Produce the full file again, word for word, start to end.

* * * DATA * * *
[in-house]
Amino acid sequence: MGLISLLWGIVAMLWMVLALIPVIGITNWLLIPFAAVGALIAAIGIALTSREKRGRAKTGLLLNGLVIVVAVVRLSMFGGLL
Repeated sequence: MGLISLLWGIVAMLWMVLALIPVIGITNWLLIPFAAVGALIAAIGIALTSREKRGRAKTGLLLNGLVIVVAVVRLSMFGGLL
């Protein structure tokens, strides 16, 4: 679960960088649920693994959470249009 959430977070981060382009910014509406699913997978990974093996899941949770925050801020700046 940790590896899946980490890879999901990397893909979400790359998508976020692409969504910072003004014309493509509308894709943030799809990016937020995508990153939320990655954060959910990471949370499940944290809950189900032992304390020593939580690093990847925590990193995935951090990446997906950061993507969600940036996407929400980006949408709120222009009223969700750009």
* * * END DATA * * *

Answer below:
[in-house]
Amino acid sequence: MGLISLLWGIVAMLWMVLALIPVIGITNWLLIPFAAVGALIAAIGIALTSREKRGRAKTGLLLNGLVIVVAVVRLSMFGGLL
Repeated sequence: MGLISLLWGIVAMLWMVLALIPVIGITNWLLIPFAAVGALIAAIGIALTSREKRGRAKTGLLLNGLVIVVAVVRLSMFGGLL
């Protein structure tokens, strides 16, 4: 679960960088649920693994959470249009 959430977070981060382009910014509406699913997978990974093996899941949770925050801020700046 940790590896899946980490890879999901990397893909979400790359998508976020692409969504910072003004014309493509509308894709943030799809990016937020995508990153939320990655954060959910990471949370499940944290809950189900032992304390020593939580690093990847925590990193995935951090990446997906950061993507969600940036996407929400980006949408709120222009009223969700750009």